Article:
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Andrew Isaac Meso, James Rankin, Pierre Kornprobst, Olivier Faugeras, Guillaume Masson; Perceptual transition dynamics of a multi-stable visual motion stimulus I: experiments. Journal of Vision 2012;12(9):748. https://doi.org/10.1167/12.9.748.
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© ARVO (1962-2015); The Authors (2016-present)
When an obliquely moving sine wave grating is presented inside a square aperture, observers are faced with a conflict of local motion signals resulting from the "aperture problem". Motion signals along the grating contours on average have a diagonal direction (D) while those near the horizontal (H) and vertical (V) edges lie along these cardinal directions. We explored the temporal evolution of this perception, which shifts regularly between the cardinal directions H and V as the dominant neural population serving conscious direction perception changes over time. We use visual psychophysics with eye movement recordings to extract and characterise the temporal signatures of this phenomenon and our companion theoretical work (II) builds a mathematical description of these dynamics. As with other motion stimuli exhibiting the aperture problem, ocular following trajectories are shown to reflect perceived direction. We look at how stimulus input parameters relating to the motion signal strength influence the frequency of reported transitions (H-V or V-H) and estimate a minimum period between switches of about 5s for slow moving stimuli (4-6deg/sec) with relatively low contrast. We design a task to capture the passive ocular following patterns over this extended presentation period of the order of 20s using frequent small amplitude saccades back to central fixation. The saccades avoid placing the fovea in close proximity of one of the edges and we find little evidence that they induce perceptual shifts. We describe ocular following patterns across observers, identifying alternative perceptual transition types which emerge in the companion theoretical treatment (II) and show varying extents of representation of D. The theoretical and experimental work converges to suggests an underlying dynamic adaptation of input strength dependent representations of the cardinal directions, H and V, which are mutually inhibitory and serve both eye movements and global direction perception.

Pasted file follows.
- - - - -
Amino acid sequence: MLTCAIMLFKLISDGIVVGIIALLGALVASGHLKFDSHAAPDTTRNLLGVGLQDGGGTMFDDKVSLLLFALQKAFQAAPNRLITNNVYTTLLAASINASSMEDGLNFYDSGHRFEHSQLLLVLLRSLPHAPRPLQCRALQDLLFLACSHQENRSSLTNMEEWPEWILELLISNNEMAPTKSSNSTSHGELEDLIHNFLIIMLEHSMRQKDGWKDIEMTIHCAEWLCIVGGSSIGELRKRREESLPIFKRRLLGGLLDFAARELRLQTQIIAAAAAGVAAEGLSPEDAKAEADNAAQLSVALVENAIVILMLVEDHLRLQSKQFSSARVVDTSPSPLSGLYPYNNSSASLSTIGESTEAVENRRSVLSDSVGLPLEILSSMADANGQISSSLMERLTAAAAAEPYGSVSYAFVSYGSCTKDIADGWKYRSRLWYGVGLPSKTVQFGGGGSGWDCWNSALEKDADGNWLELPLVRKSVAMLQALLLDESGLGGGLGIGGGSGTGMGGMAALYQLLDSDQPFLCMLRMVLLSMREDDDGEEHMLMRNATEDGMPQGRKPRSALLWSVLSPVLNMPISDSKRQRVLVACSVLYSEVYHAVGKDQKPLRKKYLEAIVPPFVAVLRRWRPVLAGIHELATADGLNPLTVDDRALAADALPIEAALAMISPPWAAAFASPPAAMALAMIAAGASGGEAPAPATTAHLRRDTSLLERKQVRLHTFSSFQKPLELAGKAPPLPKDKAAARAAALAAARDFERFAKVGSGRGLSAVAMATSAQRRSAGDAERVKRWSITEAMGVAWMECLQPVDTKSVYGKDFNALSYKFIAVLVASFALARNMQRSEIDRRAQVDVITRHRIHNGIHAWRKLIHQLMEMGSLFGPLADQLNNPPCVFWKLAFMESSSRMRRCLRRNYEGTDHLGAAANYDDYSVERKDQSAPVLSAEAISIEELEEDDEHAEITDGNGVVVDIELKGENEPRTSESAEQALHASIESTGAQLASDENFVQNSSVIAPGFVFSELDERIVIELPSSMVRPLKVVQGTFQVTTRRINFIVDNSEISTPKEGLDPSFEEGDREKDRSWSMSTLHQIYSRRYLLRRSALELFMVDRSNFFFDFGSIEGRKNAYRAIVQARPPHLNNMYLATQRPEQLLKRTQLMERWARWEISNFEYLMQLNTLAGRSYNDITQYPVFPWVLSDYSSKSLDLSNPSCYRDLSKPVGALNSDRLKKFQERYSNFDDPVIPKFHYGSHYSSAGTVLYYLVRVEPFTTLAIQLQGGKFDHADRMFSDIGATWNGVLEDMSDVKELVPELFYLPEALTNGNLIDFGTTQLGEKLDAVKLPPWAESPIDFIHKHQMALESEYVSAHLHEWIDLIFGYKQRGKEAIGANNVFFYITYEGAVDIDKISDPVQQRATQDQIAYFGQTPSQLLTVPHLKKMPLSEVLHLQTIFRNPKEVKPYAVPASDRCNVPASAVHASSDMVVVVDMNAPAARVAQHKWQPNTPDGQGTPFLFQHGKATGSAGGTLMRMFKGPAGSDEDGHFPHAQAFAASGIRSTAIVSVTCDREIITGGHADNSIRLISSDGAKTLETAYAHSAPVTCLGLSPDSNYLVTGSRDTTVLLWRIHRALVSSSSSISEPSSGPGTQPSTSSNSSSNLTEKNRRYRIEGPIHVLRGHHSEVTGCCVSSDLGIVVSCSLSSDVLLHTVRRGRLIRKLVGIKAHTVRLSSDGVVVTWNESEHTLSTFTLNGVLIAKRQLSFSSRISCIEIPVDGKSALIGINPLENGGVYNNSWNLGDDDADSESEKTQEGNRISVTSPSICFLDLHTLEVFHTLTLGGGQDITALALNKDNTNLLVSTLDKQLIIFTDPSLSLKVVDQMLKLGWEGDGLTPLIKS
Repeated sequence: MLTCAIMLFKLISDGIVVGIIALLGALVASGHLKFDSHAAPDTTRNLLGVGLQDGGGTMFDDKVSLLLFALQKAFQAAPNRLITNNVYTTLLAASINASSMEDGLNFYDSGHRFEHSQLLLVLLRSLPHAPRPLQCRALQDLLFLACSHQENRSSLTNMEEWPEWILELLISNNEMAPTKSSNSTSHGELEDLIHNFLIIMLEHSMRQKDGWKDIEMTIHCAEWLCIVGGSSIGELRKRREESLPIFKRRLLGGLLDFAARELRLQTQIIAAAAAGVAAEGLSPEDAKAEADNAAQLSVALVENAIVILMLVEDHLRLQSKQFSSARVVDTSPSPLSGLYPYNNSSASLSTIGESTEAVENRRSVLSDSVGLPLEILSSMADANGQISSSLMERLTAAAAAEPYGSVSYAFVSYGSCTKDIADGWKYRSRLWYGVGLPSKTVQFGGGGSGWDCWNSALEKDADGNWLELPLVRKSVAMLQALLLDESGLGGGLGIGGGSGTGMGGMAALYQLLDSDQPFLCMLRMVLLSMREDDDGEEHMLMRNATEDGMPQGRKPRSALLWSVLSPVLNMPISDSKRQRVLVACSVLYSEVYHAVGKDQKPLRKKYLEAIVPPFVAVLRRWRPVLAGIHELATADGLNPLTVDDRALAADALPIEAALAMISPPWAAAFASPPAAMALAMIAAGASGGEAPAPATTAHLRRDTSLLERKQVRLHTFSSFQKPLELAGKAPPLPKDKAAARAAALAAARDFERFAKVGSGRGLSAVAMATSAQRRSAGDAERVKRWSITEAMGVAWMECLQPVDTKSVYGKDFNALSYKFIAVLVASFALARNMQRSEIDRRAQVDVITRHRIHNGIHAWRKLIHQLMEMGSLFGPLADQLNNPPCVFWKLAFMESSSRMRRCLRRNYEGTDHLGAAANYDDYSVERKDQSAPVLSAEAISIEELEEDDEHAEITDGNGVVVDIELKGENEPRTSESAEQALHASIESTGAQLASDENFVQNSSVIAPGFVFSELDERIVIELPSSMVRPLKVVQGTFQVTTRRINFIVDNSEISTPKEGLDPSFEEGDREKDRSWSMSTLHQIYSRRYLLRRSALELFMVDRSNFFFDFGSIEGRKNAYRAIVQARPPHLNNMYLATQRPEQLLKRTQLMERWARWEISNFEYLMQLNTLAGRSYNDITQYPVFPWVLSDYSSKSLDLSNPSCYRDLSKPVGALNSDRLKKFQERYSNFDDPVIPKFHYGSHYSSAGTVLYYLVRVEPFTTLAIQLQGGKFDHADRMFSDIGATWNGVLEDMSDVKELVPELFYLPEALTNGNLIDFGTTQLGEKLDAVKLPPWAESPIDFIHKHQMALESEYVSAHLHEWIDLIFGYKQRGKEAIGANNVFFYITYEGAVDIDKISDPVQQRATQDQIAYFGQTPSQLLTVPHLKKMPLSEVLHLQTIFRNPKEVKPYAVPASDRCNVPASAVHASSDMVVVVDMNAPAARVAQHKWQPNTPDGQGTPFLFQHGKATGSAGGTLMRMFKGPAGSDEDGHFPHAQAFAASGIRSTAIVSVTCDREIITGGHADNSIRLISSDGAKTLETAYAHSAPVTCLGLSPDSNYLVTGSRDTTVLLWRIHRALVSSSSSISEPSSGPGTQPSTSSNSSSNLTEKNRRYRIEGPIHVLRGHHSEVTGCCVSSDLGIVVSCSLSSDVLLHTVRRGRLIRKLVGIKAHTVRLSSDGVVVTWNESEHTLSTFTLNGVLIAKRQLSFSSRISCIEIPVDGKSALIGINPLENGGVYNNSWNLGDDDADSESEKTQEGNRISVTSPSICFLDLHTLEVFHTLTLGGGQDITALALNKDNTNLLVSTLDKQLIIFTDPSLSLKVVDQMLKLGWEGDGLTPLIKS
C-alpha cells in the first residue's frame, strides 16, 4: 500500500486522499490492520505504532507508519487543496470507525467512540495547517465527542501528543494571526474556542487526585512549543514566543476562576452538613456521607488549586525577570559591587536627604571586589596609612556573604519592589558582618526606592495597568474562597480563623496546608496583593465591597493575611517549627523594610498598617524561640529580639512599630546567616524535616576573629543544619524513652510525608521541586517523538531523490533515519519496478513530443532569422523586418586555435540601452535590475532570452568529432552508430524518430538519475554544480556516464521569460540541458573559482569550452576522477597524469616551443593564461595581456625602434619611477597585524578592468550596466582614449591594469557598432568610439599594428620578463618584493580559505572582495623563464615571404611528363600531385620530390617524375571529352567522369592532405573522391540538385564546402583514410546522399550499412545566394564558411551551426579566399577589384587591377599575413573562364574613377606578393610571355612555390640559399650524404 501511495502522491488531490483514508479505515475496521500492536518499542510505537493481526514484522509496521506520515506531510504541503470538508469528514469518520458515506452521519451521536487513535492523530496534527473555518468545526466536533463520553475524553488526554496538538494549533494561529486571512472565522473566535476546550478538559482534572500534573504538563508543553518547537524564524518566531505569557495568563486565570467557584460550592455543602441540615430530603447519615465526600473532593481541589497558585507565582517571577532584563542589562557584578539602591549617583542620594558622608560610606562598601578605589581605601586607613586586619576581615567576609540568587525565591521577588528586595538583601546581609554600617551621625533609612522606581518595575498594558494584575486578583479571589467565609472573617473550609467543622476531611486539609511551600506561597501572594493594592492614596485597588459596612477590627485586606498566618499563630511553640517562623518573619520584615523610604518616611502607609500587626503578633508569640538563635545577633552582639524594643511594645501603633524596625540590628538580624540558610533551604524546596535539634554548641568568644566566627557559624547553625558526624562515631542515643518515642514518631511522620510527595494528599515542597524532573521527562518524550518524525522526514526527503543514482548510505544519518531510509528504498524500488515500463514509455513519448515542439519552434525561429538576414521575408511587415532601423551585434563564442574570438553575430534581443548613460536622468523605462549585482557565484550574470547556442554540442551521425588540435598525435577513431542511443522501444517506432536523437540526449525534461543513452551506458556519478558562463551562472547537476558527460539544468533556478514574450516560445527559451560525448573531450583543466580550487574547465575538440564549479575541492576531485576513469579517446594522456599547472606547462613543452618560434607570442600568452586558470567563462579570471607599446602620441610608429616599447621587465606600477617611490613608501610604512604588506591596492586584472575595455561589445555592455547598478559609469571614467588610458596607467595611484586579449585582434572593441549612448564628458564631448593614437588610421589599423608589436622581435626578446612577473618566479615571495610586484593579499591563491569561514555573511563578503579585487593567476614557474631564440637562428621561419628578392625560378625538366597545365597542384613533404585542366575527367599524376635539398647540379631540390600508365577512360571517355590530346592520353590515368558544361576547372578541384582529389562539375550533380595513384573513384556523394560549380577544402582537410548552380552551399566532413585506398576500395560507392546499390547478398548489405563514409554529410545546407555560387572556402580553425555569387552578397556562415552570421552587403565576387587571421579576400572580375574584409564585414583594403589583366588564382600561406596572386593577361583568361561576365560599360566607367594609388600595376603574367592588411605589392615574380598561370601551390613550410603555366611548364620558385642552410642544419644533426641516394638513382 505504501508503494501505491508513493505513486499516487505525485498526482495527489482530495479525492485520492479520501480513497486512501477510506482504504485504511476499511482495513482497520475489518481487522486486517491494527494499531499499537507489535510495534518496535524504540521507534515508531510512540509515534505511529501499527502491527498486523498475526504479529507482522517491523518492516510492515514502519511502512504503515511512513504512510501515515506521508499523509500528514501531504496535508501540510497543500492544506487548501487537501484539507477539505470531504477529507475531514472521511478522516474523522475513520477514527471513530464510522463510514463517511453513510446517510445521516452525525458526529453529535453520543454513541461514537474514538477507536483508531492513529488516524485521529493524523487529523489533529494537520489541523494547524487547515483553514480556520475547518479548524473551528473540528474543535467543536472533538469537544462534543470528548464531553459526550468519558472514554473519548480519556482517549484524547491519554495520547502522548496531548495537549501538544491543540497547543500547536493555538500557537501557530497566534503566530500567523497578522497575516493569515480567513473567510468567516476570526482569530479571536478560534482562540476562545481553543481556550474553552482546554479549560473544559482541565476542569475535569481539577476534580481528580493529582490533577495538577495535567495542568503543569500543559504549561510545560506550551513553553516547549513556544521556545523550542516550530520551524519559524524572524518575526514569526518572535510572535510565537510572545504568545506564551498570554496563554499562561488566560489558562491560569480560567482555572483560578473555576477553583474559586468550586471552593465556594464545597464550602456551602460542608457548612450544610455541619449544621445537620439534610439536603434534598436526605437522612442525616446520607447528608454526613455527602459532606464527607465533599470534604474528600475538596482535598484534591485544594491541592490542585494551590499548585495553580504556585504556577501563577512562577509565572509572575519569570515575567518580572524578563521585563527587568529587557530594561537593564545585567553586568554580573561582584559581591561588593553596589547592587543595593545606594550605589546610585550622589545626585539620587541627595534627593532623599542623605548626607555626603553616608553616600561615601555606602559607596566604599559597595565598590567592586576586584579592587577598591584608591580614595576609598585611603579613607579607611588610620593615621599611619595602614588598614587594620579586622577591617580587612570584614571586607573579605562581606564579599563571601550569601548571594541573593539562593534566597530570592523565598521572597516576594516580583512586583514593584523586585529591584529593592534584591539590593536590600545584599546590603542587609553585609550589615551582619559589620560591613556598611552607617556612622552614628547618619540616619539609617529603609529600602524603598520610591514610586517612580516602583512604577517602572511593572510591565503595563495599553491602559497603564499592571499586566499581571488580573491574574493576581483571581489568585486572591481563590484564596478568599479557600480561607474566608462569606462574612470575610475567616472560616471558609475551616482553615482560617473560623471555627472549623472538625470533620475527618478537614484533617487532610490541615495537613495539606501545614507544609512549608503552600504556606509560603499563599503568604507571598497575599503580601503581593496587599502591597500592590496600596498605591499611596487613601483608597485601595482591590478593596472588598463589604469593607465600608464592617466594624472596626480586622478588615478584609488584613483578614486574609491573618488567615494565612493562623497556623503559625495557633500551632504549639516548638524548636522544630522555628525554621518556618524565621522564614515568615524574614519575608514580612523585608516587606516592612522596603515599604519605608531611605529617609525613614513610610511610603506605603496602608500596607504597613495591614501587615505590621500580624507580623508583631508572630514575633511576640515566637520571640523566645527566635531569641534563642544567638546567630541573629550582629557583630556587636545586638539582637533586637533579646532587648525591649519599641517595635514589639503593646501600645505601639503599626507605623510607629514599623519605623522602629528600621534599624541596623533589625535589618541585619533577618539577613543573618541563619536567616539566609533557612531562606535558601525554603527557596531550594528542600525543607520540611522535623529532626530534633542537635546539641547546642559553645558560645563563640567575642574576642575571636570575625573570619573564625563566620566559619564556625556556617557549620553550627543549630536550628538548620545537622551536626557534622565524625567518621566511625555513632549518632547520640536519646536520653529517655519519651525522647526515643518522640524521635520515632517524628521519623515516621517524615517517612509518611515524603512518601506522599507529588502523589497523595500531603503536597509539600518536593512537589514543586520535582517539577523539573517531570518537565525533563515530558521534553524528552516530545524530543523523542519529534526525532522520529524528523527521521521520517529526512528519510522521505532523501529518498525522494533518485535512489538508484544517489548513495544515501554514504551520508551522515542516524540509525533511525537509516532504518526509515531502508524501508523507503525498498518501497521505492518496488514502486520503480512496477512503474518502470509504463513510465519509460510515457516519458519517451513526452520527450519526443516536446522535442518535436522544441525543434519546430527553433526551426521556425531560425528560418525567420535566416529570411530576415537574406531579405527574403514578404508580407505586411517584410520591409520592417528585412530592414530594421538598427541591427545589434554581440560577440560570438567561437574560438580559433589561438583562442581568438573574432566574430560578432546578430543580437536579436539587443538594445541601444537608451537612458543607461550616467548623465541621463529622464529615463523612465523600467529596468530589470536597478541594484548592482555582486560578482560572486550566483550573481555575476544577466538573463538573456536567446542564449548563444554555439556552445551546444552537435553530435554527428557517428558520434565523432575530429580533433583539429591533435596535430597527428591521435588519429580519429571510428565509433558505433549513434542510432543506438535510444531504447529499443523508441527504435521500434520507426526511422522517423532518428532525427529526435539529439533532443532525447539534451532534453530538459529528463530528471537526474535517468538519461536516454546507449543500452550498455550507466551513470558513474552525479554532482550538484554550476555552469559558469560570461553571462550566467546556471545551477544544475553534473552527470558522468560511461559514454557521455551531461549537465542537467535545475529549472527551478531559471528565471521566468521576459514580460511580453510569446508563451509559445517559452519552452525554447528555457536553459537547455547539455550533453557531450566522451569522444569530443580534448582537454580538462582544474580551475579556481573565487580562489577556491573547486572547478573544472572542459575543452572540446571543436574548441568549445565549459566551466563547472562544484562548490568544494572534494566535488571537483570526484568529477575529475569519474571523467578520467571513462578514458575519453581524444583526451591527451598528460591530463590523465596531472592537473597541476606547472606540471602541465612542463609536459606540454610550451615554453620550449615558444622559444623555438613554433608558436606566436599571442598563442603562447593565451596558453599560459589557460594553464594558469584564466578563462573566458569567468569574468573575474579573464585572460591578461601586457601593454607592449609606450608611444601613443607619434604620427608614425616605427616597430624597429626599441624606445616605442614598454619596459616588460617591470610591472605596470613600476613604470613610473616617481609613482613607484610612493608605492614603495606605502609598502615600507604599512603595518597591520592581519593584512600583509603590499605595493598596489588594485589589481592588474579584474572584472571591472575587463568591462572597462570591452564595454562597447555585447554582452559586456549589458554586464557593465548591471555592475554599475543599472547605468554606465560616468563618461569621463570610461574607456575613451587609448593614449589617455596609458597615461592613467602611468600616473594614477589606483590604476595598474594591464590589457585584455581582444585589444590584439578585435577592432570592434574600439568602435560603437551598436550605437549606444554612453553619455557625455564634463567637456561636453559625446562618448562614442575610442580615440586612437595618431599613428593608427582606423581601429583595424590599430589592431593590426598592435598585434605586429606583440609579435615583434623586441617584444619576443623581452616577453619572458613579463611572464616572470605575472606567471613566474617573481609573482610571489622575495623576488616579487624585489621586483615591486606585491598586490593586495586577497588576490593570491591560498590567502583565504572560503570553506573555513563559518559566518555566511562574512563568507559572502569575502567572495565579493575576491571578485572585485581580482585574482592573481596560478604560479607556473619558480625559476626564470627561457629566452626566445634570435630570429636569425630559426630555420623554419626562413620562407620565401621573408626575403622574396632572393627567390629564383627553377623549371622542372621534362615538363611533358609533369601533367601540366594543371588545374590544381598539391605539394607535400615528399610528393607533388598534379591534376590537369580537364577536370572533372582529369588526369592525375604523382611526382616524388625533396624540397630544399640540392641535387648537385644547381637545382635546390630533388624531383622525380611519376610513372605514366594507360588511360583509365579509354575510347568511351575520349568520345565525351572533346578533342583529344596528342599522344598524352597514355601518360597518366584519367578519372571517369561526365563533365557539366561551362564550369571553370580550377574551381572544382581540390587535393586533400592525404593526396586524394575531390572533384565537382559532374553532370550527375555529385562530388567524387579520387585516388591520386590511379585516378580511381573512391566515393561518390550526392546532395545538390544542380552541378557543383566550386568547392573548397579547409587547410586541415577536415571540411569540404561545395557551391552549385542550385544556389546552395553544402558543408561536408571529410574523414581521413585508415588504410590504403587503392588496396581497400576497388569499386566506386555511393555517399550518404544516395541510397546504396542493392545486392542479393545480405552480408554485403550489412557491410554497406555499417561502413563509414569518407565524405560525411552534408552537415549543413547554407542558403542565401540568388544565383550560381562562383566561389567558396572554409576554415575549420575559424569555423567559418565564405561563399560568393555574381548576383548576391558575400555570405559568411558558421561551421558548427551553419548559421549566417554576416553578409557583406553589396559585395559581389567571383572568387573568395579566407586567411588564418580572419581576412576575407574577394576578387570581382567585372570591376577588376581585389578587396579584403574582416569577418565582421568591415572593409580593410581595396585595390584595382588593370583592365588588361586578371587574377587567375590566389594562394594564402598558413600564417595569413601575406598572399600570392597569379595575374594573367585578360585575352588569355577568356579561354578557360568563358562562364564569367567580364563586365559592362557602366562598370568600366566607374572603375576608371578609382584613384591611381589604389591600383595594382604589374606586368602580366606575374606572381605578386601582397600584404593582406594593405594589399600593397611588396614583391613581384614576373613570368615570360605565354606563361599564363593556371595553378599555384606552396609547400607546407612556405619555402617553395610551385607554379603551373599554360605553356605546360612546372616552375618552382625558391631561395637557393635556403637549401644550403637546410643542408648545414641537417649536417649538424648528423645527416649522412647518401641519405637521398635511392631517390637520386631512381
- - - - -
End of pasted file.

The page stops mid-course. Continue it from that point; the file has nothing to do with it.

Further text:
Meeting abstract presented at VSS 2012
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